When Worf will speak once more.

Buddy Lee was with us for twelve wonderful years during which he was a valued member of our family.

There is a street near our house named Dog Drop Road. Some people take it as an invitation to leave their unwanted pets wandering about lost, wondering what they did to deserve being abandoned.

Friday, February 19, 2016

Braniff Airways Flying Colors by Richard Benjamin Cass - Book Review

Braniff Airways - Flying Colors Images of Modern America takes the reader through a photographic tour of the life and times of Braniff Airways. Beginning in 1928, Tom Braniff and his brother Paul Revere Braniff dedicated their efforts toward bringing affordable air travel to the public.

Inspired by the cross Atlantic flight of Charles Lindberg, these brothers, pioneers in a fledgling aviation industry, took the purchase of one fabric covered, five passenger Stinson airplane and transformed their dream into an empire.

Struggling through the troubled times of the Great Depression, they pulled out of a near bankruptcy by adapting their services to carrying mail for the government before expanding into commuter routes between Dallas and Oklahoma. The fascinating story of how they grew their dream is captured alongside the colorful, ninety-five page photo filled documentary detailing the evolution of the airline.

Inside you'll discover facts about its leaders, employees, series of planes and jets, training facilities, executive offices, designer uniforms, flight hostesses and flight attendants, its amazing in-flight meals, designer fabrics and paint schemes of their fleet, along with the ever evolving changes in passenger transport equipment.

The book takes the reader from the airline's humble beginnings to its eventual demise as an multi-billion dollar entity.

The book is illustrated with a vast collection of Dallas History of Aviation's historic photographs housed at McDermott Library UTD as well as the author's lifelong collection of Braniff Flying Colors photos and memorabilia.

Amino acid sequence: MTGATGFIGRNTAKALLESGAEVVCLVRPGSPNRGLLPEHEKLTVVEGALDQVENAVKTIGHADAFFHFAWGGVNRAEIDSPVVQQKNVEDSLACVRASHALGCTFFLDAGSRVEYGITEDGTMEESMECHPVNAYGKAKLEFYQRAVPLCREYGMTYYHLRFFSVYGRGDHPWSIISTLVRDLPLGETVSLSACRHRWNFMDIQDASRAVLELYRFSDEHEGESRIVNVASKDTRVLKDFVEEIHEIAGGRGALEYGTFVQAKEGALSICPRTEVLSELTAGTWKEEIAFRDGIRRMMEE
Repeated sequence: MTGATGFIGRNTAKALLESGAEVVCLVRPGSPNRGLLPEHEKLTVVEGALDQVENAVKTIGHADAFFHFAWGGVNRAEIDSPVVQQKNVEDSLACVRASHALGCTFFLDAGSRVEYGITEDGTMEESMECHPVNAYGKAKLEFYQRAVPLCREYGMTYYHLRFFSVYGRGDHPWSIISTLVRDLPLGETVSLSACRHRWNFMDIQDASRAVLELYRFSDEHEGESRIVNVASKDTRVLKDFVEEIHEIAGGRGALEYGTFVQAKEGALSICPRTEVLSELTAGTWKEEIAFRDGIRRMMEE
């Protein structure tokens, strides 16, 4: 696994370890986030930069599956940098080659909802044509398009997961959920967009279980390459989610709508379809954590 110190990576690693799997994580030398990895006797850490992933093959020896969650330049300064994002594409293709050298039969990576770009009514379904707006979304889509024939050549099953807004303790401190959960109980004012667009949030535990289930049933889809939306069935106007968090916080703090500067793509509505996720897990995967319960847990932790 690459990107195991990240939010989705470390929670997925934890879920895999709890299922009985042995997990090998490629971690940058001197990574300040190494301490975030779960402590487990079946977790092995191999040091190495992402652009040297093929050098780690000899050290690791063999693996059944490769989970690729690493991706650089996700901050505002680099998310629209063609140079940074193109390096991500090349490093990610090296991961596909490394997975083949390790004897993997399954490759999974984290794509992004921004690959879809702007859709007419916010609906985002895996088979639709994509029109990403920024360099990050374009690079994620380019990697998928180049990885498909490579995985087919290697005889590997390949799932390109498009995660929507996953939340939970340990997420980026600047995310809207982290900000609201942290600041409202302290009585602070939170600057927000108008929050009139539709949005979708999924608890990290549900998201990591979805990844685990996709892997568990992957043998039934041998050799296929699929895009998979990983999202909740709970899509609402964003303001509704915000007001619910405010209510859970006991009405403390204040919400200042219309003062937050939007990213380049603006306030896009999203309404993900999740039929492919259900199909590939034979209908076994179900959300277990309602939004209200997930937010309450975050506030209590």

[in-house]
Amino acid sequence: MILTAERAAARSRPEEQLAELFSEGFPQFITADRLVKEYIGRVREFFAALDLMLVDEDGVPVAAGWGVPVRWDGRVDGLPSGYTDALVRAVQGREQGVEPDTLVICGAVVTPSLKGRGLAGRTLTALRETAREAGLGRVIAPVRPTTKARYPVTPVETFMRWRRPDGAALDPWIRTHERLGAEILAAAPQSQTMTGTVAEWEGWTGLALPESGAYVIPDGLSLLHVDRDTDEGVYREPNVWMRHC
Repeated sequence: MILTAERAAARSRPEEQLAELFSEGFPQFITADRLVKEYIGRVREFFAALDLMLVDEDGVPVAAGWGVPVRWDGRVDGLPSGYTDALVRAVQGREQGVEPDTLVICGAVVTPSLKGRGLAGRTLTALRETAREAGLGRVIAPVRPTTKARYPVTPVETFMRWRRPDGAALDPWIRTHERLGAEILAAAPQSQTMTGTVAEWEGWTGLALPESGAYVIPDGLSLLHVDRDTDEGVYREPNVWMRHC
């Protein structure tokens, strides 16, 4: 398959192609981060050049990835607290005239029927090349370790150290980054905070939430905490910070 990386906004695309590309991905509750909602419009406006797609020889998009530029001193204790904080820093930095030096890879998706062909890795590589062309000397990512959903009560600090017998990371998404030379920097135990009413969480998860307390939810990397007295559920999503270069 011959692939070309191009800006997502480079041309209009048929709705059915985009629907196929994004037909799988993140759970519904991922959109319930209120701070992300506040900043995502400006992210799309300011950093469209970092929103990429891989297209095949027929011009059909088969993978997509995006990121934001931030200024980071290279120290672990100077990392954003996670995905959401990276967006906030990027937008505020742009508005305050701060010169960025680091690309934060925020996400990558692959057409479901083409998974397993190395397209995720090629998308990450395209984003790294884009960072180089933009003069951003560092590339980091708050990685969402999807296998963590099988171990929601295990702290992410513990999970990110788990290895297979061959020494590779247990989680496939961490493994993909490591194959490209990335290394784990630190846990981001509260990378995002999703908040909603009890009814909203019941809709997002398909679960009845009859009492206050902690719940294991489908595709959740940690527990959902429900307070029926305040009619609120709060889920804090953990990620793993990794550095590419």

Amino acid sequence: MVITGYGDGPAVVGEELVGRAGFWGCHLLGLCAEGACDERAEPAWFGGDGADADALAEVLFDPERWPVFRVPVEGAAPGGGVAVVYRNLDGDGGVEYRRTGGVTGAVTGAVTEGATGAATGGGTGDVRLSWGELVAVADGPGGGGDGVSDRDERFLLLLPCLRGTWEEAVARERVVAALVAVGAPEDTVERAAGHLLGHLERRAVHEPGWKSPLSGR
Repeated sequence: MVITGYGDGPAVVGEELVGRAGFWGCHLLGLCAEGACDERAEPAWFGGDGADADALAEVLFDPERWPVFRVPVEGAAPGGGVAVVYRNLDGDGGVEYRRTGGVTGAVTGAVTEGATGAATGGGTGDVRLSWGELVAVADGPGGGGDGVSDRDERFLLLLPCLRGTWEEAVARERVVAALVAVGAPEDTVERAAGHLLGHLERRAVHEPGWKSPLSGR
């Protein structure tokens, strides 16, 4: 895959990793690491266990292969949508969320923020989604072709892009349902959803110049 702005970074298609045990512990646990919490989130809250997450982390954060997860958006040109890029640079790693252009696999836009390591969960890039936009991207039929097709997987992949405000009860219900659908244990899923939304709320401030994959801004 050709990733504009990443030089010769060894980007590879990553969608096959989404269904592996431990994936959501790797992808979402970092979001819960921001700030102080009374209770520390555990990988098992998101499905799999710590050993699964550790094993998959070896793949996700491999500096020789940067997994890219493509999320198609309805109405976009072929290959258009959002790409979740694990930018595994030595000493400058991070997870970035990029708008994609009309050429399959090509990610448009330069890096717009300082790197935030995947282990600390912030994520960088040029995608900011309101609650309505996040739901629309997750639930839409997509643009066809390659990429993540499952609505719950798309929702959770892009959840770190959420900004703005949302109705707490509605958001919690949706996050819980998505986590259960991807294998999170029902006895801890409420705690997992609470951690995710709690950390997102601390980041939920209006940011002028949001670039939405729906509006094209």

Author Richard Benjamin Cass dedicates this book to the memory of Harding Luther Lawrence, whose leadership role at Braniff spanned the years from 1965 to 1981. He guided the airline through the deregulation of the airline industry in 1978, to expansion internationally, through its years plagued with exponential fuel increases, dynamic drops in passenger air travel, and expanding interest charges on unpaid debt. He speaks about route awards by then President Carter, of revenue increases and route expansions without delving into the whys and intricate details of how these issues were overcome.

Well worth the price, the book will delight any reader who has an interest in aviation history along with those who strive to keep the memory of Braniff alive.

Tuesday, February 16, 2016

Grilling Hot Dogs Outside

Summer is almost here. Time to bring out the barbecue grill and test your skills at outdoor cooking. Never grilled out? Don't worry. It's easier than you think. Even I can do it.

For a number of years, I left the outdoor cooking to the man of the house. It seemed more of a manly thing to do with the dirty charcoal and the use of liquid fire starter. I never imagined how much fun it would be to build a little fire in our Weber grill, skewer my food and actually cook it over an open flame. The first time I took over the tongs was like a brand new world had opened.